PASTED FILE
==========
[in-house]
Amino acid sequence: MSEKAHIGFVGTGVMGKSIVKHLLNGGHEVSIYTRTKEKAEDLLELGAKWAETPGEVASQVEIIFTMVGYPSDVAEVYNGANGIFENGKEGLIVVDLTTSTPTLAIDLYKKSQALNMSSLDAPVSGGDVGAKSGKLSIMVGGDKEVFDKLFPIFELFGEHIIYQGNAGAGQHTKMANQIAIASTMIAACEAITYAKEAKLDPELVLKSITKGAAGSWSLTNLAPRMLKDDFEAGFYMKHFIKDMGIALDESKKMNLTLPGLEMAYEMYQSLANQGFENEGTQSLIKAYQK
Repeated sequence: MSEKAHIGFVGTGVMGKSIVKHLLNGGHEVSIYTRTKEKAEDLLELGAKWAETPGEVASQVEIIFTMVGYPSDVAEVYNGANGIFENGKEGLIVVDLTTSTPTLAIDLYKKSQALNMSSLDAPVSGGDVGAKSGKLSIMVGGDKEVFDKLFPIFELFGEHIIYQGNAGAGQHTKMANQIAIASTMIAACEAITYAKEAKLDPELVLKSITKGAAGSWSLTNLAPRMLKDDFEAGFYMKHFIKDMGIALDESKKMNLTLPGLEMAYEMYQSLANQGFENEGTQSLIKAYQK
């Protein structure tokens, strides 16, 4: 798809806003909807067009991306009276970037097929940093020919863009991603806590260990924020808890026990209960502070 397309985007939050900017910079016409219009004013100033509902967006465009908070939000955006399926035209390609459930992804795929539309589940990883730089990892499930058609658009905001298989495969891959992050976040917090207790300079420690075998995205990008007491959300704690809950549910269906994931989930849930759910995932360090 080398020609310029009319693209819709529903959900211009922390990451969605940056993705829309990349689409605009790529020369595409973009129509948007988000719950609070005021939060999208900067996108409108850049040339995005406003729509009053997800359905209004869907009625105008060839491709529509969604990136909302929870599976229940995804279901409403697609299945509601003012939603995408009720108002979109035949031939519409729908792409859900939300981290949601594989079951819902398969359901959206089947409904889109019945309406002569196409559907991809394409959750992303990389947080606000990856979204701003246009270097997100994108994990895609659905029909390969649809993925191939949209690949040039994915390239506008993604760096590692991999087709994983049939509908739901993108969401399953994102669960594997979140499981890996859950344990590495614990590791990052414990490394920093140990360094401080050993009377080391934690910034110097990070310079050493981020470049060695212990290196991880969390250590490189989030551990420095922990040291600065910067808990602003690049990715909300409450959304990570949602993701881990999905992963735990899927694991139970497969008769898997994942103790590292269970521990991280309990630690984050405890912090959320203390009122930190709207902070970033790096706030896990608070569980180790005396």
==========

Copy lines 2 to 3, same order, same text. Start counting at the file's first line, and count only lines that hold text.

Amino acid sequence: MSEKAHIGFVGTGVMGKSIVKHLLNGGHEVSIYTRTKEKAEDLLELGAKWAETPGEVASQVEIIFTMVGYPSDVAEVYNGANGIFENGKEGLIVVDLTTSTPTLAIDLYKKSQALNMSSLDAPVSGGDVGAKSGKLSIMVGGDKEVFDKLFPIFELFGEHIIYQGNAGAGQHTKMANQIAIASTMIAACEAITYAKEAKLDPELVLKSITKGAAGSWSLTNLAPRMLKDDFEAGFYMKHFIKDMGIALDESKKMNLTLPGLEMAYEMYQSLANQGFENEGTQSLIKAYQK
Repeated sequence: MSEKAHIGFVGTGVMGKSIVKHLLNGGHEVSIYTRTKEKAEDLLELGAKWAETPGEVASQVEIIFTMVGYPSDVAEVYNGANGIFENGKEGLIVVDLTTSTPTLAIDLYKKSQALNMSSLDAPVSGGDVGAKSGKLSIMVGGDKEVFDKLFPIFELFGEHIIYQGNAGAGQHTKMANQIAIASTMIAACEAITYAKEAKLDPELVLKSITKGAAGSWSLTNLAPRMLKDDFEAGFYMKHFIKDMGIALDESKKMNLTLPGLEMAYEMYQSLANQGFENEGTQSLIKAYQK